Different strokes for different folks
While operators, investors, developers and lenders have all acknowledged the large potential for new investment in the region's midscale hotel segment, the study's results suggest that the similarity stops there, as there is a relatively diverse set of interests across these groups. For example, developers noted a particularly keen interest in extended stay properties, which could be a result of VAT advantages on construction and tax deductions on inventory and buildings, as well as high flexibility due to easy conversion opportunities. Lenders, meanwhile, noted their strong preference for limited service properties, due to their reduced sensitivity to market fluctuations. Operators, on the other hand, suggested that the lifestyle segment was ripe for investment, given the region's strong focus on design and trend setting.
The study's respondents were asked to identify what they consider to be the primary challenges in the Scandinavian hotel market. Given the region's historical preference for lease contracts and lack of many risk share agreements, the issue of "contract imbalance" received the highest score with 36%. This issue explains the continued lack of international brands in the region, and indicates a likelihood that regional chains such as Scandic, First and Choice will continue to dominate the market, because they are inclined to sign leases.
According to the survey, the second most significant challenge (24% of respondents) for hotel development in the region, is the lack of financing for hotel projects. Interestingly, respondents also suggest that they believe this will begin to change now, as banks and other lending institutions are more optimistic about the industry's future in the region.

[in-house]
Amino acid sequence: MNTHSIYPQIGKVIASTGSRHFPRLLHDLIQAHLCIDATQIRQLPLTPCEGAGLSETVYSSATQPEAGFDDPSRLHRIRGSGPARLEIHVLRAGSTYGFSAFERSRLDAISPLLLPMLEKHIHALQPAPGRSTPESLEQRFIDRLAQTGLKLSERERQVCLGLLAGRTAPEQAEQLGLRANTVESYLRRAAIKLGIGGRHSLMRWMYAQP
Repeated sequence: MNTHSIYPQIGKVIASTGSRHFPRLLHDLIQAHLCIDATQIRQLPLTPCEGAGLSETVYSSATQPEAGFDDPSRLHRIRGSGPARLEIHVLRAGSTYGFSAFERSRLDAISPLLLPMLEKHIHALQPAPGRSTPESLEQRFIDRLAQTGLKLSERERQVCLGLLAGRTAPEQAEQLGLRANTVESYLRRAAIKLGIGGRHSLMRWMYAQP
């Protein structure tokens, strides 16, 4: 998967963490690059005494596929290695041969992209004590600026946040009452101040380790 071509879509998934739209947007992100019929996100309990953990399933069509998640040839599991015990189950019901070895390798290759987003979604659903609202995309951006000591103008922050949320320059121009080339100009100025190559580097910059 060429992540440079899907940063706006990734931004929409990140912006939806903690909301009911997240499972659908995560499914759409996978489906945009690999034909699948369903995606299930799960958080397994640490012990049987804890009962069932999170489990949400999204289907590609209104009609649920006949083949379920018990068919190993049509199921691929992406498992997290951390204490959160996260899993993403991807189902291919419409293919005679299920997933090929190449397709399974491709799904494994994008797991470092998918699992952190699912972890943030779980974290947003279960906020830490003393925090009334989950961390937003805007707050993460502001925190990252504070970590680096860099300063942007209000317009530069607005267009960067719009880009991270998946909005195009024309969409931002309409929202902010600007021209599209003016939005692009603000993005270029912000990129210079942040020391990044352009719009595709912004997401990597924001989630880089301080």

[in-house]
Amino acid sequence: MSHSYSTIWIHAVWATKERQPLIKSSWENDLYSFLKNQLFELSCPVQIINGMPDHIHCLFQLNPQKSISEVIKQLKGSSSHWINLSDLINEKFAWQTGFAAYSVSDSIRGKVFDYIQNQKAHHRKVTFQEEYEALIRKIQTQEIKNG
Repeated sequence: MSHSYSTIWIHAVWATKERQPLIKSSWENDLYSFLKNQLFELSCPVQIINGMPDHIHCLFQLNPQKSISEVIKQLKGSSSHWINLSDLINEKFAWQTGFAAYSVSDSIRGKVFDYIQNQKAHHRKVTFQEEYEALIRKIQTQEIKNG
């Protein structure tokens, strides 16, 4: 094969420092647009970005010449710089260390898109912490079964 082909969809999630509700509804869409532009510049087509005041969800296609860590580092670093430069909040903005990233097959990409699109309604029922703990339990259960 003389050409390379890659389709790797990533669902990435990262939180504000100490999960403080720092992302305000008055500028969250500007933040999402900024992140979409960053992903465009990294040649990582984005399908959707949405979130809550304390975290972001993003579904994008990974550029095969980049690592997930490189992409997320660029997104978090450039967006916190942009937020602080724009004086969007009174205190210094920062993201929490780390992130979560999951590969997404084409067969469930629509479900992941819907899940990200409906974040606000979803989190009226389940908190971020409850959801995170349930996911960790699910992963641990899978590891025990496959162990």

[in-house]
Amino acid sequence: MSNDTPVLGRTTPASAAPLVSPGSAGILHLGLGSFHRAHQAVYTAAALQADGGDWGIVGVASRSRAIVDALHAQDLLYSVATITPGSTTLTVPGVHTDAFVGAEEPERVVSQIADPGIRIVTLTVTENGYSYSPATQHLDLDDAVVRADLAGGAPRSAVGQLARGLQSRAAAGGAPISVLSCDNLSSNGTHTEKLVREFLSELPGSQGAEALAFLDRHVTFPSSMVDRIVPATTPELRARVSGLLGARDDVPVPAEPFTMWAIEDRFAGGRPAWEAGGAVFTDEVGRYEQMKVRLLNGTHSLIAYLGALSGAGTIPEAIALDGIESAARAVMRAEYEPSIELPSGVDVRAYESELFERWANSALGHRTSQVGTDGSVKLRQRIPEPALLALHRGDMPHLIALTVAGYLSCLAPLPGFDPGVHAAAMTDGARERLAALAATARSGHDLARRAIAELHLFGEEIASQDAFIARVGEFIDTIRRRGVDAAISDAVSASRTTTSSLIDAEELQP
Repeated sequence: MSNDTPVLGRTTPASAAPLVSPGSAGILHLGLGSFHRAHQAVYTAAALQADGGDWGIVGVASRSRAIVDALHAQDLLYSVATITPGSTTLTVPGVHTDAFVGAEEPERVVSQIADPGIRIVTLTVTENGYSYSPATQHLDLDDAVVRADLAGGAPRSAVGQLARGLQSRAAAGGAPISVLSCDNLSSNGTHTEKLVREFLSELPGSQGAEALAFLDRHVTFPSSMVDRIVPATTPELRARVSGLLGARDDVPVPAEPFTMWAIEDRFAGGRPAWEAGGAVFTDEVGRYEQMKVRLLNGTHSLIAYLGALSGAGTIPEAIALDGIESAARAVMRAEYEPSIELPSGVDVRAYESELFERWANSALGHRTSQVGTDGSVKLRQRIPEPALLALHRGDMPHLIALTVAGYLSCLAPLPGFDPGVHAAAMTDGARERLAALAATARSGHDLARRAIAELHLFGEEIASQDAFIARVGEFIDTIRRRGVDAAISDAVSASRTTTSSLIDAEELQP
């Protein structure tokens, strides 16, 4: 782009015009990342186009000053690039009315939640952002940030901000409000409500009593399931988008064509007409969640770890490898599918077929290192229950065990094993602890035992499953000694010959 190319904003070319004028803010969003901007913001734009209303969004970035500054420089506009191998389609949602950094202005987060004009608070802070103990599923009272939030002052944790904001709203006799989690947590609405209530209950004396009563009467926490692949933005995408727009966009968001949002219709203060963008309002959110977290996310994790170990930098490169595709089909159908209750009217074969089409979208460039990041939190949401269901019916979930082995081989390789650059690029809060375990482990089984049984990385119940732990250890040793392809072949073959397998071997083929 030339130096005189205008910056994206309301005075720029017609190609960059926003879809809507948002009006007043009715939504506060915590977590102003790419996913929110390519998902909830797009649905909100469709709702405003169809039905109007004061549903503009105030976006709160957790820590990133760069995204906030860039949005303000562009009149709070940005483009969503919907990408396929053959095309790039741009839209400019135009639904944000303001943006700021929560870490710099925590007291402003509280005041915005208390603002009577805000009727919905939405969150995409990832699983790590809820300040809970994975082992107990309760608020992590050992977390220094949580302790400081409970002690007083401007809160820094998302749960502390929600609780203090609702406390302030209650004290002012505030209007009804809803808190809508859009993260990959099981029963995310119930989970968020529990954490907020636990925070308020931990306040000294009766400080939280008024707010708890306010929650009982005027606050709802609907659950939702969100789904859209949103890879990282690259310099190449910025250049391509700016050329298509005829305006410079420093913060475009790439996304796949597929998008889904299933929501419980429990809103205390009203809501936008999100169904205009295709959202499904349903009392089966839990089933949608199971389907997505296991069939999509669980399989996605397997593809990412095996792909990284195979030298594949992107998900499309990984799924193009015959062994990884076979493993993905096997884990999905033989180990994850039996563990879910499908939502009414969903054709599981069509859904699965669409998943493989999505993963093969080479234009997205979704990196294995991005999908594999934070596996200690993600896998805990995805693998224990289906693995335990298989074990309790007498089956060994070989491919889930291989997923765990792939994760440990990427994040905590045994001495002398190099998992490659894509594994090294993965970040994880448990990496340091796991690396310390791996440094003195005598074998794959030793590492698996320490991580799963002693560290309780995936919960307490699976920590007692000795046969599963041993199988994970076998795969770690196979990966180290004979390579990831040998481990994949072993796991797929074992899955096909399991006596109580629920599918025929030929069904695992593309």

The third largest challenge (20%) is a lack of conceptual development in the Nordics. At present, local and regional chains, with a limited supply of different brands and concepts, dominate the market. While these chains also renew their brands and include a growing number of collection-style individual hotels into their portfolios, there is room for a wider offer of fresh and innovative concepts. This again relates to the incompatible interests concerning choice of contract, which limits the inflow of new international concepts.
The limited supply of international brands in Scandinavia is a result of local market penetration challenges – in particular, the divergent contract expectations between the Nordic owners and the international chains. It is important to note that European and international chains are highly interested in expanding into Denmark, Sweden and Norway. This was very clear at the HotCop Conference, which included participants from numerous chains that are not yet present in Scandinavia. Following the developments in the coming years will be highly interesting. We can certainly expect an increase in midscale properties, hopefully with innovative and contemporary concepts. Furthermore, the supply in the capital cities and airport locations is expected to grow. Whether the new developments will be dominated by established regional giants, new local operators or the international chains, is yet to be seen.
This article, along with over 100 pages of similar material focused on the outlook for the hotel industry, will be published in The Hotel Yearbook 2015. The Hotel Yearbook 2015 will become available early January 2015. It features a comprehensive outlook for major geo markets as well as in-depth interviews with hotel group executives focusing on key segments including luxury and lifestyle brands. Additional articles include expert views in the fields of design, environment, technology, social media, finance, education, business travel and human resources. Click here to learn more.
Demian Hodari, Ph.D.
Professor of Strategic Management